We all know the sobering stats: Only 16% of the US’s 3.1 million software engineers are women.
What we don’t emphasize often enough is that even though women make up a dismal fraction of software engineers, their influence is extraordinarily pervasive. They’re pioneering many cutting-edge technologies. SpaceX’s Amanda Stiles, for instance, doesn’t let naysayers keep her from simulating space exploration by building the F9, Dragon and Crew operations. Meanwhile, Microsoft’s Dona Sarkar is busy helping to build the first untethered hologram computer. How can we not mention Mary Lou Jepsen who is leading the next frontier of virtual reality at Facebook-owned Oculus.
The influence of female software engineers is felt all the time. In fact, we bet you can’t even go a day–heck, a few hours–without feeling the influence of female software engineers. From the very moment you wake up to the time you go to sleep, there’s a resilient female engineer who helped create the daily apps and technologies you touch.
Here’s an illustration, showcasing women behind popular, powerful technology we use hour by hour:
When you take a look at this powerful infographic, it’s actually really disturbing to see sensationalized headlines like: “Why are there so few female leaders in tech?” amplified in the media. (Other similar headlines here, here and here). There seems to be a new article every day that claims to pinpoint the core problem resulting in few women in tech. From amiss gender stereotypes to unconscious bias during interviews, there are a myriad of reasons why there are such few women in engineering. But it’s a nuanced problem, and discussing the many reasons for it–alone–can be futile.
Our dialogue should also emphasize illuminating kickass women achieving amazing things. Female software engineers have immeasurable influence on the world today, prevailing the lack of diversity or hurdles of Boys’ Club that stand in their way. As Sabrina Farmer, a Google engineering manager who heads up Gmail, says:
“I’m not Superwoman, and my job is hard, but the pay is good and the perks are incredible, I have a great career and family, and the world has changed because of technology — and I’ve been a part of it.”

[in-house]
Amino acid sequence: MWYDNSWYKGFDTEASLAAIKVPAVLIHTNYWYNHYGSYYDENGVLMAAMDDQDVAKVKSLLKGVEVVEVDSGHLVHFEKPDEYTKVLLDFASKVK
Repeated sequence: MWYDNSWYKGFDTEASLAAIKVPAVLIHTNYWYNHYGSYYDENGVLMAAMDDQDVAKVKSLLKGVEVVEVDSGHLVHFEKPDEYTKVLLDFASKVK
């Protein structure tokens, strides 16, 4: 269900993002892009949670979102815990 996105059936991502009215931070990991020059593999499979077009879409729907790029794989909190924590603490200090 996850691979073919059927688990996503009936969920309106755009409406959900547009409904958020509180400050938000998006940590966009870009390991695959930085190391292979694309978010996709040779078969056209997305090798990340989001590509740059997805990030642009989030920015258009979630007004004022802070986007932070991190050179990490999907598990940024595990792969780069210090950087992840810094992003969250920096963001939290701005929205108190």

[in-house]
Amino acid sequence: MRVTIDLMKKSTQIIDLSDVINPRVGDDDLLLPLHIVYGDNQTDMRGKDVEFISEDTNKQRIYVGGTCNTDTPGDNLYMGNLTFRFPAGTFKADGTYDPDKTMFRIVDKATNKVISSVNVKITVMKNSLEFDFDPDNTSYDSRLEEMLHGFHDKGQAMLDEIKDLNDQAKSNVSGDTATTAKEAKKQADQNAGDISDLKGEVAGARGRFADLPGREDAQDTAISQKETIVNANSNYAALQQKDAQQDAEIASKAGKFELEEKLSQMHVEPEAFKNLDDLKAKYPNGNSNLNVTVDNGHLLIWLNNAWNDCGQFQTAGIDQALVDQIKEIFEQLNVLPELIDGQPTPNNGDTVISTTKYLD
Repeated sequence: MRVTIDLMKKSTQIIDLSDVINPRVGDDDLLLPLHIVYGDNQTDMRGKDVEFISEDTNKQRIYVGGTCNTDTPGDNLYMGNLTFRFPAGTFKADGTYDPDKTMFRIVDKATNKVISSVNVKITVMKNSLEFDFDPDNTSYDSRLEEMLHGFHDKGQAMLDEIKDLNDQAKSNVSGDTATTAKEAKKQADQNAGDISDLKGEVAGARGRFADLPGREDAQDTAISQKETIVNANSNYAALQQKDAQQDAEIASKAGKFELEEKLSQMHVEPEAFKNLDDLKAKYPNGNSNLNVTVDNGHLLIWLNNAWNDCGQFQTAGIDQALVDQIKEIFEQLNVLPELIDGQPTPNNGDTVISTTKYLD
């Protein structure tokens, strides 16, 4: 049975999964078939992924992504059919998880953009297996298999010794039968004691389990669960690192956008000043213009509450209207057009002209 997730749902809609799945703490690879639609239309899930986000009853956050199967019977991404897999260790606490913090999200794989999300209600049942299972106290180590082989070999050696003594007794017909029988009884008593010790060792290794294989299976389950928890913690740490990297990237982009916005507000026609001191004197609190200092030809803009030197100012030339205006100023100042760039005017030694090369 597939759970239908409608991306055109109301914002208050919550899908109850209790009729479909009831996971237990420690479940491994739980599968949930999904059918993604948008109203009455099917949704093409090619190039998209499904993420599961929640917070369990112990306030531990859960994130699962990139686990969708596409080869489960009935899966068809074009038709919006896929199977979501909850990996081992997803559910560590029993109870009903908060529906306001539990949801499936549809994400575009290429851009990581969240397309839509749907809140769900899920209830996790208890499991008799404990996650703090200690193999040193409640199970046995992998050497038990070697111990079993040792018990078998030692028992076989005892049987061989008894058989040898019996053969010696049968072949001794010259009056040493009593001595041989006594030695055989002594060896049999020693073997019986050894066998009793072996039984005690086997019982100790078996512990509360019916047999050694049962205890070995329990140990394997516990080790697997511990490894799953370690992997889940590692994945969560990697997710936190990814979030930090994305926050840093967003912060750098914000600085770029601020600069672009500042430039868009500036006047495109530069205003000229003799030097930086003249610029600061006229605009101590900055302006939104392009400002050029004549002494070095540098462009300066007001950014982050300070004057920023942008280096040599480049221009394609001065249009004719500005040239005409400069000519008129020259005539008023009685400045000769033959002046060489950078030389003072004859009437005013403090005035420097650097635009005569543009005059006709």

If all we ever talk about are the sobering percentages of few women in tech, our new generations of young girls might grow up believing that women aren’t as influential in building technology we depend on. In reality, with or without public recognition, women have always been the cornerstone of modern technology. Historically speaking, coding runs deep in females’ blood.
Women Have Always Been the Underdog Heroines of Programming
The first programmers were women. Those familiar with female influence in tech most often point to two names: Grace Hopper and Ada Lovelace. Like all female software engineers, both Lovelace and Hopper brought a unique, essential perspective that helped grow and shape modern computing. They offer diverse opinions that encourages open communication, empathy and analytical thinking. In the 1800s, Lovelace, for instance, worked alongside Charles Babbage, the first person to conceptualize a programmable computer. One expert analyzed the letters exchanged between Lovelace and Babbage and found that: “Lovelace and Babbage had a very ‘different qualities of mind’…whereas Babbage focused on the number crunching possibilities of his new designs, Lovelace went beyond number-crunching to see possibilities of wider applications.”
It was Lovelace, for instance, who suggested that the Analytical Engine could be used for more than just numbers. Just look how beautifully she describes the revolutionary punch card mechanism:
“We may say most aptly, that the Analytical Engine weaves algebraical patterns just as the Jacquard-loom weaves flowers and leaves.”
About a century later, after Pearl Harbor, the Navy recruited Hopper to build computers. She was a leader in furthering innovation computer development field. As author Kurt W. Beyer points out, her pivotal mark was her advocation for open source ideology and inter-operational computing languages, versus closed-source protection by intellectual property law: